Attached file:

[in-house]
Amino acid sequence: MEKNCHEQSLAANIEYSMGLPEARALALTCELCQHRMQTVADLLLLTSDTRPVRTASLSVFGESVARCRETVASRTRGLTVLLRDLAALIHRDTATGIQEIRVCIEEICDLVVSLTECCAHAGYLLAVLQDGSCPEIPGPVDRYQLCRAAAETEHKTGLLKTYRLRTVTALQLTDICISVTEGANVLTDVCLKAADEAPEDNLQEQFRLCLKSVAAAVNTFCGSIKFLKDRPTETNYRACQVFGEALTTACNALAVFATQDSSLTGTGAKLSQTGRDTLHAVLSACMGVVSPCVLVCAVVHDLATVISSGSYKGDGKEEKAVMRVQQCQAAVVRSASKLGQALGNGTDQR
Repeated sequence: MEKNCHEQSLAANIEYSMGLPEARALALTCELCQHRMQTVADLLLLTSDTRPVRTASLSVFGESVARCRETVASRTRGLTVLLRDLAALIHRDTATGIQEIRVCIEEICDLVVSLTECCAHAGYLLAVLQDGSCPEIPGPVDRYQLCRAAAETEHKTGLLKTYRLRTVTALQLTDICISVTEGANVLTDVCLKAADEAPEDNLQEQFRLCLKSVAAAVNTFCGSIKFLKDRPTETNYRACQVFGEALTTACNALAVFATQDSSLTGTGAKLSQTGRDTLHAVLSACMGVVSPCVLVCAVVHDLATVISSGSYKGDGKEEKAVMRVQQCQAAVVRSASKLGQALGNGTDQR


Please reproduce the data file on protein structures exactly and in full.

[in-house]
Amino acid sequence: MEKNCHEQSLAANIEYSMGLPEARALALTCELCQHRMQTVADLLLLTSDTRPVRTASLSVFGESVARCRETVASRTRGLTVLLRDLAALIHRDTATGIQEIRVCIEEICDLVVSLTECCAHAGYLLAVLQDGSCPEIPGPVDRYQLCRAAAETEHKTGLLKTYRLRTVTALQLTDICISVTEGANVLTDVCLKAADEAPEDNLQEQFRLCLKSVAAAVNTFCGSIKFLKDRPTETNYRACQVFGEALTTACNALAVFATQDSSLTGTGAKLSQTGRDTLHAVLSACMGVVSPCVLVCAVVHDLATVISSGSYKGDGKEEKAVMRVQQCQAAVVRSASKLGQALGNGTDQR
Repeated sequence: MEKNCHEQSLAANIEYSMGLPEARALALTCELCQHRMQTVADLLLLTSDTRPVRTASLSVFGESVARCRETVASRTRGLTVLLRDLAALIHRDTATGIQEIRVCIEEICDLVVSLTECCAHAGYLLAVLQDGSCPEIPGPVDRYQLCRAAAETEHKTGLLKTYRLRTVTALQLTDICISVTEGANVLTDVCLKAADEAPEDNLQEQFRLCLKSVAAAVNTFCGSIKFLKDRPTETNYRACQVFGEALTTACNALAVFATQDSSLTGTGAKLSQTGRDTLHAVLSACMGVVSPCVLVCAVVHDLATVISSGSYKGDGKEEKAVMRVQQCQAAVVRSASKLGQALGNGTDQR